HELGA, SHE WOLF OF STILBERG

PrintE-mail Written by John Townsend

If you’re a fan of seventies women-in-prison sexploitation dramas then Helga, She Wolf Of Stilberg (1978) from Patrice Rhomm (as Alain Garnier) may well be right up your genre alley. It, with a passion for tropes over narrative, ticks all the relevant boxes of an impassioned acolytes tick list, and does so with barely a shrug of indifference. And yet, for a film that excels in the compulsory quota of bare flesh, it is a strangely tedious affair.

 

What plot there is consists of Helga (a wonderfully overacting Longo) being placed in command of a female prison camp. Discovering that new inmate Elisabeth Vogel (Gori) is the daughter of a rebel political leader, Helga makes it her personal mission to abuse her charge as sexually, and brutally as possible.

 

If you’ve seen one version of this story, you’ve likely seen everything before. SS Hell Camp (1977) from Luigi Batzella, Women In Cell Block 7 (1973) from Rino Di Silvestro and most notably, the Ilsa series of films from Don Edmonds and Jess Franco cover the same territory with more style and exuberance. By comparison, Helga, She Wolf Of Stilberg feels somewhat familiar and ultimately sigh-inducingly flat. The largely chaste sex scenes become bland and repetitive as Rhomm goes through the full range of women-in-prison clichés from lesbian clinches to guards torturing chained up prisoners. Exactly what it says on the tin, just rather dull in its execution.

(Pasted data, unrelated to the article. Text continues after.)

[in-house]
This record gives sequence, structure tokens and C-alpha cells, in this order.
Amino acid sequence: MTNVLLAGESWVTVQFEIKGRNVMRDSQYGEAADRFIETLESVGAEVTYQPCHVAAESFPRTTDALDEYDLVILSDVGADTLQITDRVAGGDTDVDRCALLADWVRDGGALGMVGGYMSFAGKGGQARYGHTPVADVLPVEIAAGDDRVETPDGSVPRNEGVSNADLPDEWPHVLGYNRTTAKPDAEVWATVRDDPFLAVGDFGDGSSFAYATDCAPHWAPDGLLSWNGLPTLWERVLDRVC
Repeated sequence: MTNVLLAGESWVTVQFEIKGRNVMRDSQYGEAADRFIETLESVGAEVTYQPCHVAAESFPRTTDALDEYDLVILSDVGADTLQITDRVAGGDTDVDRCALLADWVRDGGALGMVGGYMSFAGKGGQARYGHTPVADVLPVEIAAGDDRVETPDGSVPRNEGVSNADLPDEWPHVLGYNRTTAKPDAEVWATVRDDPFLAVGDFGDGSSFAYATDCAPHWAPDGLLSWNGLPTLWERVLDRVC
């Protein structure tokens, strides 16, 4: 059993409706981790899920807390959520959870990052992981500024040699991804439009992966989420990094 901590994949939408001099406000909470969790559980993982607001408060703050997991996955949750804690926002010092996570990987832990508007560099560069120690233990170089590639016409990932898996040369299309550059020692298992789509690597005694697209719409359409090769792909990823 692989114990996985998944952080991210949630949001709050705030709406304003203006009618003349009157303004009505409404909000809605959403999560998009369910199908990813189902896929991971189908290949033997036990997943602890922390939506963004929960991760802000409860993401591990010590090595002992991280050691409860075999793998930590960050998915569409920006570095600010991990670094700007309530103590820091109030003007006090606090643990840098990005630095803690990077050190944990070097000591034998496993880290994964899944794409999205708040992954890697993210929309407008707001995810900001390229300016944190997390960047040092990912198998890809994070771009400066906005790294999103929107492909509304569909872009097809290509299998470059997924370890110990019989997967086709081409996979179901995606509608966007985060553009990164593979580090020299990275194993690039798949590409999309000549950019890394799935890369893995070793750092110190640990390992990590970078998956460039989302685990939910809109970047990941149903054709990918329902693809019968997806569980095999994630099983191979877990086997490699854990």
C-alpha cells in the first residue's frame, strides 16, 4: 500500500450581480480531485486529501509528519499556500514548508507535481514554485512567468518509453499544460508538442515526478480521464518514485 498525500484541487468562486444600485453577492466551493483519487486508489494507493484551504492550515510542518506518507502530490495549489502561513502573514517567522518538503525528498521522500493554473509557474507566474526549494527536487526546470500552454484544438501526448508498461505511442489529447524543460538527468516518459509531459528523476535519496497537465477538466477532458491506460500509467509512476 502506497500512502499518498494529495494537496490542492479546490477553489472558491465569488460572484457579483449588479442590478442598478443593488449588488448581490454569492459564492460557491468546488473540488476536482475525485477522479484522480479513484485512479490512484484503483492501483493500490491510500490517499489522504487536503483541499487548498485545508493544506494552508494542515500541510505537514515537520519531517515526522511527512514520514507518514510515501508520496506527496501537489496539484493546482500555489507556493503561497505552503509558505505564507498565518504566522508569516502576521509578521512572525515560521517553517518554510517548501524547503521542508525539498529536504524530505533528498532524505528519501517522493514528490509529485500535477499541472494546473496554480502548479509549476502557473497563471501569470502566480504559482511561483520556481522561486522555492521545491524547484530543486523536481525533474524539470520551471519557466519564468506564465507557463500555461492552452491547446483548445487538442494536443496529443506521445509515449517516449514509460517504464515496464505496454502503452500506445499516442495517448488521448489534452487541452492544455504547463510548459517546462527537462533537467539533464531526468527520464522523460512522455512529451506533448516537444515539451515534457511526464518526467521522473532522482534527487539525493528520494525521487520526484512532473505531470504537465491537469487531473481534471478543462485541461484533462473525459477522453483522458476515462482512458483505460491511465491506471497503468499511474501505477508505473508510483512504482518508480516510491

Much of the problem lies in the lack of any real sense of fun. While “tackling” supposedly important topics and themes (tenuously we know) other similarly staged films held on to a necessary sense of humour about what they were portraying. Helga, She Wolf Of Stilberg, seems to have forgotten to insert its lascivious tongue firmly into an expectant cheek, and as such the film becomes frustratingly flat. Credit where it’s due, the locations are impressive, and there is a period style to the cinematography. But, in truth, that isn’t why you would choose to watch and as such Rhomm has missed the point entirely.

 

As part of the sub-genre in which it exists Helga, She Wolf Of Stilberg is worth seeking out, if only to confirm why it is that you like the Isla films so much. Expect nothing new, and everything you’ve seen before, but nothing else and you won’t be too disappointed. Our advice: put Isla: She Wolf Of The SS on instead.

 

HELGA, SHE WOLF OF STILBERG (1978) / CERT: 18 / DIRECTOR: PATRICE RHOMM / SCREENPLAY: H.L. ROSTAINE / STARRING: MALISA LONGO, PATRIZIA GORI, RICHAD ALLAN / RELEASE DATE: 13TH MARCH

 




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